Paypal Shreds Ostensibly Rare Violin Because It Cares

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When we last left Paypal, the company was busy destroying Christmas for a bunch of kids. This week they’re shredding violins into bits while taking money from unsuspecting sellers. When will we stop trusting these guys? When they kill a puppy?

Regretsy reader Erica sold an ostensibly rare violin to an eBay buyer who paid using Paypal. The buyer disputed the authenticity of the instrument and asked for his money back. Rather than handle it amicably with Erica, the buyer went to Paypal who advised them to supply proof that the item had been destroyed and they would refund the money. The buyer then shredded the violin into chowder and sent a handsome photo to Paypal and Erica. Paypal refunded the money.

This left Erica in a tight spot. She no longer had the money and the item she was attempting to sell was shredded. Actually, that’s the end of the story: violin shredded, money taken away. It is, in a word, heartbreaking.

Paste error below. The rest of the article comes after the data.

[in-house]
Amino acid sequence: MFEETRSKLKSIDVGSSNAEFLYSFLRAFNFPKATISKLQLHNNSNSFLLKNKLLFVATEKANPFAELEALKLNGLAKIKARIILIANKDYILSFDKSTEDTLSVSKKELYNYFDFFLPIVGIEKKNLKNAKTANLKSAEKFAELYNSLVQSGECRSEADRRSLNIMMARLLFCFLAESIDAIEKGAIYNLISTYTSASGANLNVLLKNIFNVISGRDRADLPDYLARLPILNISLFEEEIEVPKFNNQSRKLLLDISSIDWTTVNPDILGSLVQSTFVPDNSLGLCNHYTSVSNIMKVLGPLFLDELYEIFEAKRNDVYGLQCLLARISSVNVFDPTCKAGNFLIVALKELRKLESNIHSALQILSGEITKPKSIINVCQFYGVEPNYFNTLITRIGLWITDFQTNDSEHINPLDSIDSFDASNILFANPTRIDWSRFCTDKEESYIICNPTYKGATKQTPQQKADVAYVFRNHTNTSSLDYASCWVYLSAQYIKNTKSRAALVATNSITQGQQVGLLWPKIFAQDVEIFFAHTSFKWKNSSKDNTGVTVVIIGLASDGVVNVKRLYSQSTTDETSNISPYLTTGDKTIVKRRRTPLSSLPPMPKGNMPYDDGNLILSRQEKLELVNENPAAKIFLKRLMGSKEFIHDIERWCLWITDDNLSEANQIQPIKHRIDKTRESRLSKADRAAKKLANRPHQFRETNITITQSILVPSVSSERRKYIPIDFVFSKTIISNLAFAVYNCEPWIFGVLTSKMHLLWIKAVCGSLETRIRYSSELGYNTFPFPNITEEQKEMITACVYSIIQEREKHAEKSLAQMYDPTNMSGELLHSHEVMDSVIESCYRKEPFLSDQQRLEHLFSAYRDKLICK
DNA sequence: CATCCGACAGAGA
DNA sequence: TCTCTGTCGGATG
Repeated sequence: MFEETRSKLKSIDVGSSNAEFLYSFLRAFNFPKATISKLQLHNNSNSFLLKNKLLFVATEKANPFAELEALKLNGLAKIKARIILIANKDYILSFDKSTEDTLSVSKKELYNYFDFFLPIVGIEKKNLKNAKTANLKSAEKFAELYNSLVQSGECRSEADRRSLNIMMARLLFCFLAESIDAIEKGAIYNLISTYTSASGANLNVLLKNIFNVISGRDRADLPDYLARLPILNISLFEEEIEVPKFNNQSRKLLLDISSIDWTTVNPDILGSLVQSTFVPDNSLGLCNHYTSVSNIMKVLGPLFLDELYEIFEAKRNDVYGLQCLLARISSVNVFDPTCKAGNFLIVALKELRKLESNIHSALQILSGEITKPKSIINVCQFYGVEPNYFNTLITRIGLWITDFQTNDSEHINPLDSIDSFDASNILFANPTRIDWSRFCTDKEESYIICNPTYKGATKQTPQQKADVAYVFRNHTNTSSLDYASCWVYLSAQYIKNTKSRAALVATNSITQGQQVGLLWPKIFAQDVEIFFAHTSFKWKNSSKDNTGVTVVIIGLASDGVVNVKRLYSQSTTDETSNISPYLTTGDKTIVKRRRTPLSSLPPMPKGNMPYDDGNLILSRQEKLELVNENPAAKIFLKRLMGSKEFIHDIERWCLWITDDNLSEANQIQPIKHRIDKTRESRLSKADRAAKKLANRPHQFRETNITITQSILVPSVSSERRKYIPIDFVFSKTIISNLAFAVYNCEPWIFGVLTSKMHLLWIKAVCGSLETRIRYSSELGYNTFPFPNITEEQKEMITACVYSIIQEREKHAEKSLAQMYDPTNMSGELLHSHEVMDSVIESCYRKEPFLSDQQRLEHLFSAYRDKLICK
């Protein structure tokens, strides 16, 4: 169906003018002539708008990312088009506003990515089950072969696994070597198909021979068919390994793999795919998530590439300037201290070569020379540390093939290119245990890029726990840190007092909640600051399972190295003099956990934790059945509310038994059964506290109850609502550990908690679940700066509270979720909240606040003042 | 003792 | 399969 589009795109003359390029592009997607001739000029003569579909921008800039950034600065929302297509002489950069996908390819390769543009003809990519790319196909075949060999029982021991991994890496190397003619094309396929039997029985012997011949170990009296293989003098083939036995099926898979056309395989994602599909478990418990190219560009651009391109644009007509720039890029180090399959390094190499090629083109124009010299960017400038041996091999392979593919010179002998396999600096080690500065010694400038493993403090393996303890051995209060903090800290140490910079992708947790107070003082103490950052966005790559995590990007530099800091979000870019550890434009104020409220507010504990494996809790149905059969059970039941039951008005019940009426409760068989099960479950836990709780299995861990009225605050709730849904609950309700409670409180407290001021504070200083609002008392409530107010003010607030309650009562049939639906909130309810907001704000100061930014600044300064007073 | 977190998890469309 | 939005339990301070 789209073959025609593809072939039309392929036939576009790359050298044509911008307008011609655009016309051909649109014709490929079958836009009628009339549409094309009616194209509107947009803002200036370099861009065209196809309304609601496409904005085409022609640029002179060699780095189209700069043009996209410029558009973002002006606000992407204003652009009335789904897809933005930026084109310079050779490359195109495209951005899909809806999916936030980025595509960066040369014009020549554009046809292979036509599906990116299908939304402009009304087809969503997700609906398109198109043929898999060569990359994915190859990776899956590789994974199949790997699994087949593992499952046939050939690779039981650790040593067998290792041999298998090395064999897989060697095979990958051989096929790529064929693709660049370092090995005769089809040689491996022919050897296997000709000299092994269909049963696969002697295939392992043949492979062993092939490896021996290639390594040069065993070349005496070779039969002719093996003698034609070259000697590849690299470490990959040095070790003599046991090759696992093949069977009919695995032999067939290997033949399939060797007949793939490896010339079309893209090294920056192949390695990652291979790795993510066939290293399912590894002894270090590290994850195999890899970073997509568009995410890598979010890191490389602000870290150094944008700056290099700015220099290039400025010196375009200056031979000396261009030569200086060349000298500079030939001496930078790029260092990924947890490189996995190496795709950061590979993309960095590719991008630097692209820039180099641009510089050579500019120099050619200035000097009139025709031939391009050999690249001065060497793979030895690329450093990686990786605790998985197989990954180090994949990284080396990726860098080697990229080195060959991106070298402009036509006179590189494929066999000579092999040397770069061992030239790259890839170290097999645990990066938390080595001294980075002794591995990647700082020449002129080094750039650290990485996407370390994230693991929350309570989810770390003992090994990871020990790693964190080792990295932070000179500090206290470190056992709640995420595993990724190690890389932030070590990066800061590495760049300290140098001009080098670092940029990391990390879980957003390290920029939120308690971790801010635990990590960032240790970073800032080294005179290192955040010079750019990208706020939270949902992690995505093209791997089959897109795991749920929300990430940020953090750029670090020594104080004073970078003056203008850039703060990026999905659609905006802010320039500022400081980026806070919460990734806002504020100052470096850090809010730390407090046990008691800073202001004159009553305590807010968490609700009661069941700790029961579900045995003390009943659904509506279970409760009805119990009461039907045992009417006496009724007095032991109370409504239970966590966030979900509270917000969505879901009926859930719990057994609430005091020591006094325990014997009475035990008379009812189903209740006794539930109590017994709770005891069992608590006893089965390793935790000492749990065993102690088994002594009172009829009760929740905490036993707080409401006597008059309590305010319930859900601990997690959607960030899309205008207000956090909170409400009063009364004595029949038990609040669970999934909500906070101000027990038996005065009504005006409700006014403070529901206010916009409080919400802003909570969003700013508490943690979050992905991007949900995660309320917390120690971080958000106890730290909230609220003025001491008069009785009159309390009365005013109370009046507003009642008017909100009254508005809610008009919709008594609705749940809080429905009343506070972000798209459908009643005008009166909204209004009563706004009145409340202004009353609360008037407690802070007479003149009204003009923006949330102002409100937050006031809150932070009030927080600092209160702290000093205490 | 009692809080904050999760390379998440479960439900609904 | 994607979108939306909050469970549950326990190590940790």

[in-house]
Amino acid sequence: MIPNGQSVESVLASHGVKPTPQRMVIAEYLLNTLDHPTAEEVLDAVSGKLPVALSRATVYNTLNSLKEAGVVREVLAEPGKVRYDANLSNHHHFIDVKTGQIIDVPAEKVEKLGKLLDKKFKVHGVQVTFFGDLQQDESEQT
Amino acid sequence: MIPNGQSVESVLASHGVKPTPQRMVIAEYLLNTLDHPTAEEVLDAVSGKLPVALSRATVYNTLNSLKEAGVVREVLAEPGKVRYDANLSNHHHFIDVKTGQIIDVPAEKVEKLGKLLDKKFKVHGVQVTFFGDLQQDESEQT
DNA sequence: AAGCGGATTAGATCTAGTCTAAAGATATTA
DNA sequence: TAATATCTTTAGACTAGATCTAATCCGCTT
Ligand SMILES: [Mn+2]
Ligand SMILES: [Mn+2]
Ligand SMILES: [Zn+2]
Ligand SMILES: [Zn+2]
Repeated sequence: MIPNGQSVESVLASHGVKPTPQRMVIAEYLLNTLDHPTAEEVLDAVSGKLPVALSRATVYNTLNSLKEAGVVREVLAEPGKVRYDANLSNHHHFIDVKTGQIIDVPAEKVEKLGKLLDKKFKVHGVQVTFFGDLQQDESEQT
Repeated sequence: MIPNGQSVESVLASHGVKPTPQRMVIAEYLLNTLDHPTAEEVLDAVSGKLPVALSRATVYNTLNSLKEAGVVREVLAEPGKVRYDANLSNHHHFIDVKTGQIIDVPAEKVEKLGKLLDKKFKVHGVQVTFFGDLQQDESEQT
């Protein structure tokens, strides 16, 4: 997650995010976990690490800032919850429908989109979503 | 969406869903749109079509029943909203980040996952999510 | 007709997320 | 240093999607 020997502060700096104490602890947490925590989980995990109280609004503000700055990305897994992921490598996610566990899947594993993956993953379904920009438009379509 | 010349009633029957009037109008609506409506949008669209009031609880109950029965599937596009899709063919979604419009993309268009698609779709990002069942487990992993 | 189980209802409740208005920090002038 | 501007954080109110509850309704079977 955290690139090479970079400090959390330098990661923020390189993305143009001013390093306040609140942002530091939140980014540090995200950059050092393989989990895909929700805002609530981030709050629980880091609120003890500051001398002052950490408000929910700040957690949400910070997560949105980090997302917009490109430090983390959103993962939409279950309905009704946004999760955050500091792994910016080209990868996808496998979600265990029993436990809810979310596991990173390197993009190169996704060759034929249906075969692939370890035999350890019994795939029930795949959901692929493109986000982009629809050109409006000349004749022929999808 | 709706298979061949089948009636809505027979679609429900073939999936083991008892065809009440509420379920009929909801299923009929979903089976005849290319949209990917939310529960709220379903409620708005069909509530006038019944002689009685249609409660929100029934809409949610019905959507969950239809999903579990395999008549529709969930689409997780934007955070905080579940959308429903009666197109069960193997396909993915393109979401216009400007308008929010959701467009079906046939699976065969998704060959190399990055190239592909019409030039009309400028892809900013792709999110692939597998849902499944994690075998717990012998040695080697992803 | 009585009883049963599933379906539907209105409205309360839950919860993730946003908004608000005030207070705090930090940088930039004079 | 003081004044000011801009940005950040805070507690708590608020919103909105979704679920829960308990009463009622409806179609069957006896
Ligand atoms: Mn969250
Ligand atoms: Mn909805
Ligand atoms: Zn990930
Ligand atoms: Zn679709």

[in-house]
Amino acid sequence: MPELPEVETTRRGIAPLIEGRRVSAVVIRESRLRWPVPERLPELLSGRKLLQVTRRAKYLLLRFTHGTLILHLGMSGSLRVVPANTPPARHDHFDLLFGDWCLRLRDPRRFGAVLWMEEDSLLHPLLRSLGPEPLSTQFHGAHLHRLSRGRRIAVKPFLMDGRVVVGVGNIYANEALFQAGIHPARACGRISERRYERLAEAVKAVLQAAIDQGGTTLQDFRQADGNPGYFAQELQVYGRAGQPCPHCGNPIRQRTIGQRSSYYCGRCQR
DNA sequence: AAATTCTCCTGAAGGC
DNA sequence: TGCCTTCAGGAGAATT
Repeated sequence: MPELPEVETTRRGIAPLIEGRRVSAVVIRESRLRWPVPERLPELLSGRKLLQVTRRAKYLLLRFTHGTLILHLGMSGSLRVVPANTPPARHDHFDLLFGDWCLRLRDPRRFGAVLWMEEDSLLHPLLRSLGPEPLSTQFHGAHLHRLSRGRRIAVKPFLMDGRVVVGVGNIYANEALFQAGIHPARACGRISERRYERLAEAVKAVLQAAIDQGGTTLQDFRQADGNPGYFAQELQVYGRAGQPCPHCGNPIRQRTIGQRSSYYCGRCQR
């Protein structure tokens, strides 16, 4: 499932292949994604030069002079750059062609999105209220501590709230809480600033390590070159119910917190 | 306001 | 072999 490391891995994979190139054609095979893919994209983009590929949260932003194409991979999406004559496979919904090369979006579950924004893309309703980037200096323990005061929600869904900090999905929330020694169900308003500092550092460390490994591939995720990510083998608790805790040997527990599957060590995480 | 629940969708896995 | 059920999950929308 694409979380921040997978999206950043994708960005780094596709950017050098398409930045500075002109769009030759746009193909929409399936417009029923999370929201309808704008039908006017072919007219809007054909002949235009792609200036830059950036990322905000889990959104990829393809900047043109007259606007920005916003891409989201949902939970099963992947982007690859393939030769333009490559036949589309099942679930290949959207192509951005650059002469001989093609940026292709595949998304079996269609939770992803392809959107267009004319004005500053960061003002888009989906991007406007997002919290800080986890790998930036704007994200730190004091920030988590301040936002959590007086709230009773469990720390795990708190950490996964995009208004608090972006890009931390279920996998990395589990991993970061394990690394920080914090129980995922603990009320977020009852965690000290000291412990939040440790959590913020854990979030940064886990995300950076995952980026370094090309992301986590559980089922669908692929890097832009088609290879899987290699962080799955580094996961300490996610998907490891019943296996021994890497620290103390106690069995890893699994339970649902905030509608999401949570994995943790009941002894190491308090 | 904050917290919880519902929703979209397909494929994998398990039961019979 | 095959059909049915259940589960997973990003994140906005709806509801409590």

Now a lot of this story isn’t out yet and I have a line in to Paypal about this, so before we get out the pitchforks lets discuss what happened. Paypal has a well-documented policy that it does not allow the sale of fakes through its service. This applies, presumably, to Mucci purses and Drada wallets and fake Bolex watches. However, no one in this situation was in any position to objectively appraise this piece and Paypal could not confirm or deny the accuracy of the buyer’s claims. To reduce this argument ad absurdum, what if this was a painting or sculpture attributed to Raphael and was really made by Michelangelo? In any case it’s real and Paypal’s CSRs have no business passing judgement on these things, let alone take the buyer at his word. Paypal, in their zeal to perform customer server theatre, is judge, jury, and proxy executioner here.

Erica might be a total faker. The buyer may be in the right. But it’s not Paypal’s job to appraise violins. My understanding is that Paypal is a proxy between two parties and a better solution would be to hold the money in escrow – less shipping – so the violin can come back to the owner and the cash then goes to the buyer.